As was speculated for some time now, Casey Kopitzke’s veteran presence at catcher the past several years in the Cubs’ farm system helped land him the role of the organization’s new Minor League Catching Coordinator.
The 28-year-old Kopitzke retired from his playing days after the minor league season ended last September and proceeded to go to the Cubs’ annual Instructional League camp in Arizona as a catching instructor.
At Triple-A Iowa this past season, Kopitzke appeared in 30 games and hit .239 in 71 at-bats. As the season wore on, he began to take on several coaching responsibilities, which included coaching first base on occasion.
Kopitzke will replace Buddy Bailey in the role of Catching Coordinator.
Bailey, a former manager of the Boston Red Sox Triple-A team in Pawtucket, R.I., came to the Cubs with the understanding that he’d be managing one of the club’s minor league affiliates in 2006. Instead, he was offered the role of Catching Coordinator and later went on to manage Class-A Daytona in the second half of the Florida State League season.
At 28, Kopitzke will be the youngest Minor League Coordinator in the Cubs’ farm system and perhaps the youngest amongst all Major League teams.
He may be young, but Kopitzke feels he’s seen enough to fit right into the role.
“I have great resources and Bobby Dickerson, Oneri Fleita and Dave Bialas are going to help me out,” Kopitzke said. “I’m going to lean on them whenever I have a question. All the years I’ve spent here, seeing them come to town and how they go about their business and how they come in and work with particular players, that’s basically my role now.
“With the conversations I’ve had with other people about what my job is going to be, I have a pretty good grasp of what I need to,” he added.
Kopitzke isn’t the only one who was in Instructs on an unofficial basis that will now formally join the Cubs’ minor league staff.
As we first reported earlier this month, former Cub Bob Dernier was hoping to join the organization in an official capacity as the club’s new Outfield and Baserunning Coordinator. It became official Thursday.
The 49-year-old Dernier was brought to Instructs camp at the request of Fleita, the Cubs’ Farm Director, to work closely with top prospect Felix Pie on several base-running techniques. While there, Dernier also spent time with such Cubs prospects as Tyler Colvin and Yusuf Carter among others.
Having returned to Wrigley Field a number of times over the years, Dernier has remained a popular face of the Cubs’ franchise since the 80s.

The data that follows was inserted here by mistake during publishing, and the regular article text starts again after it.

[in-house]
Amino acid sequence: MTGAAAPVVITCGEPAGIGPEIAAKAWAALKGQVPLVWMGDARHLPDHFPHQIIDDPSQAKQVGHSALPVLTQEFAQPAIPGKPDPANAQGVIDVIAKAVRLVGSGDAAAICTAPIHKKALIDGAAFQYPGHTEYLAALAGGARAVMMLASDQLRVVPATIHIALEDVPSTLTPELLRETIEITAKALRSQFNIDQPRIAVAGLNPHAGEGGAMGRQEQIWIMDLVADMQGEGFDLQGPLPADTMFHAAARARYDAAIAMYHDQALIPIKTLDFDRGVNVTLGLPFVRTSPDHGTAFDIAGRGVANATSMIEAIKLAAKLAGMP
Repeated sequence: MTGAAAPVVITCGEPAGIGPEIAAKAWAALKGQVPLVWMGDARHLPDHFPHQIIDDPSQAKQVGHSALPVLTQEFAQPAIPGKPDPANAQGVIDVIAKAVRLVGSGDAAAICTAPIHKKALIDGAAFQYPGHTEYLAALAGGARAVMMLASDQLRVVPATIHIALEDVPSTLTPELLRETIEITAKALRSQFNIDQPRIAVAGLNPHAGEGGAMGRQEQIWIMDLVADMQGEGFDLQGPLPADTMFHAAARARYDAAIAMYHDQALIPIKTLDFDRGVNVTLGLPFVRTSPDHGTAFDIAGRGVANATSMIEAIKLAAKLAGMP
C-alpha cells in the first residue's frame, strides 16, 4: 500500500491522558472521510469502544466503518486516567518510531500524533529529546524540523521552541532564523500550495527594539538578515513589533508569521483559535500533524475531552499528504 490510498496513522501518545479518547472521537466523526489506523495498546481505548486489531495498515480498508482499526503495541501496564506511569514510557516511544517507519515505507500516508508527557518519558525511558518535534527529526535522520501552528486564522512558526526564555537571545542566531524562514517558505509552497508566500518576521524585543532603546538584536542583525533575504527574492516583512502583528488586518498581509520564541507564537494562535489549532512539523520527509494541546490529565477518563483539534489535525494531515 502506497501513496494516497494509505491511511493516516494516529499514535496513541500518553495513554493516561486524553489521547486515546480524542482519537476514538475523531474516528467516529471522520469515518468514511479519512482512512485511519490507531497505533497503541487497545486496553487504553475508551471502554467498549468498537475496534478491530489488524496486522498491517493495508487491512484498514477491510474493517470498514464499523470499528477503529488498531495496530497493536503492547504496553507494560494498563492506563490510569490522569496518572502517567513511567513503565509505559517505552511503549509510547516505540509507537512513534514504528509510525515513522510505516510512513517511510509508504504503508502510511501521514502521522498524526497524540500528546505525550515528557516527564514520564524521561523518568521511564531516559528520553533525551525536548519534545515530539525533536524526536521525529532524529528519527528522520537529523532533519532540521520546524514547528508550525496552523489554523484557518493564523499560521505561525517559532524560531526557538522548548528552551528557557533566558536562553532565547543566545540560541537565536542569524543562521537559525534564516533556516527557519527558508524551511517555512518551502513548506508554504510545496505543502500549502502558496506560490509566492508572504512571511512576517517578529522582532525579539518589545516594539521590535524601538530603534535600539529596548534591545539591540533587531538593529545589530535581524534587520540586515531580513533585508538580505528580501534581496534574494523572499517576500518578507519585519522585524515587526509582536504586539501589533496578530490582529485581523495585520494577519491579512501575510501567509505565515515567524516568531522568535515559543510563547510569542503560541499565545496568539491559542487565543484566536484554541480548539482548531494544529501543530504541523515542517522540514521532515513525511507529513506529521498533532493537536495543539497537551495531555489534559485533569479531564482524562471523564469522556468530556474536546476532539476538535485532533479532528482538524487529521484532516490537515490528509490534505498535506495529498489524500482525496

“I’m tickled to put that blue back on,” he said of joining the Cubs. “It feels like I’m 21 again. The only difference is I don’t have to get any hits now.”
Dernier said he draws comparisons of baseball to football. He knows that speed and defense win championships no matter the sport.
“I know it’s apples to oranges, but with baseball and football, there’s sort of a trinity there,” Dernier said. “In football, there’s offense, defense and special teams. I believe in baseball, base-running kind of falls under that special teams label. If you’re giving away outs on the bases or aren’t running aggressively, you’re hurting your ball club.”
Former pitcher Mike Harkey joins Dernier and Kopitzke as former Cubs to take a coaching position in the farm system.
Harkey will be the organization’s new pitching coach at Triple-A next season, while Dennis Lewallyn will serve as pitching coach at Double-A Tennessee.
Harkey spent 2006 as the Florida Marlins’ bullpen coach under Joe Girardi and previously served as a pitching coach in the San Diego Padres’ farm system. Lewallyn, meanwhile, has logged over 20 years between the Los Angeles Dodgers and Arizona Diamondbacks as a coach or instructor.
For his part, Harkey will replace Alan Dunn at the helm of Iowa pitching. Dunn will now serve as the Cubs’ new Minor League Pitching Coordinator – a position previously held by Lester Strode, the Cubs’ new bullpen coach.
From a player’s standpoint, you’d be hard-pressed to find anyone who feels Dunn is more qualified for the position. Practically every pitcher who’s had Dunn as a pitching coach over the course of a full season has offered nothing but praise for the soon to be 45-year-old.
“His work ethic is unbelievable,” Cubs pitching prospect Andy Shipman said of Dunn. “He never gets straight off course. Every day, he’s there to work rain or shine. He makes sure you’re prepared to do the job every day.”
Dunn said of his new role: “I’m sure there will be things along the way that I’ll get a better grasp on. But I’m going to try to attack it like I’ve done with all my other jobs in the organization at whatever level and just do what I can to help guys reach their potential.”
Dunn also offered his praise for both Harkey and Lewallyn.
“Mike is a very experienced baseball guy,” Dunn said. “I’ve heard many good things about him as far as his rapport with the players and the things he’s looking to do to try to get players better. And Dennis brings a lot of experience with him as well. We’re real fortunate to get some experienced, quality guys at those positions.”
“I feel good about the direction we’re going in at the major league level,” Dunn added. “Even as dismal as it seemed last year, I think there are a lot of positives going on and I think better days are ahead for us.”
Bialas (Minor League Field Coordinator), Dave Keller (Hitting Coordinator), Bobby Dickerson (Infield Coordinator) and Julio Garcia (Latin American Field Coordinator) will all return to their posts next season, the Cubs announced.
Who will manage at Triple-A and at least two other Cubs affiliates remains to be seen, but Cubs coach Pat Listach recently informed Inside The Ivy that he’ll return for a second season at the helm of the Cubs’ Double-A squad in 2007 barring any changes.
Also, Dernier told Inside The Ivy Thursday that friend and former teammate Jody Davis will manage at Daytona next year. Davis managed at Class-A Peoria in 2006.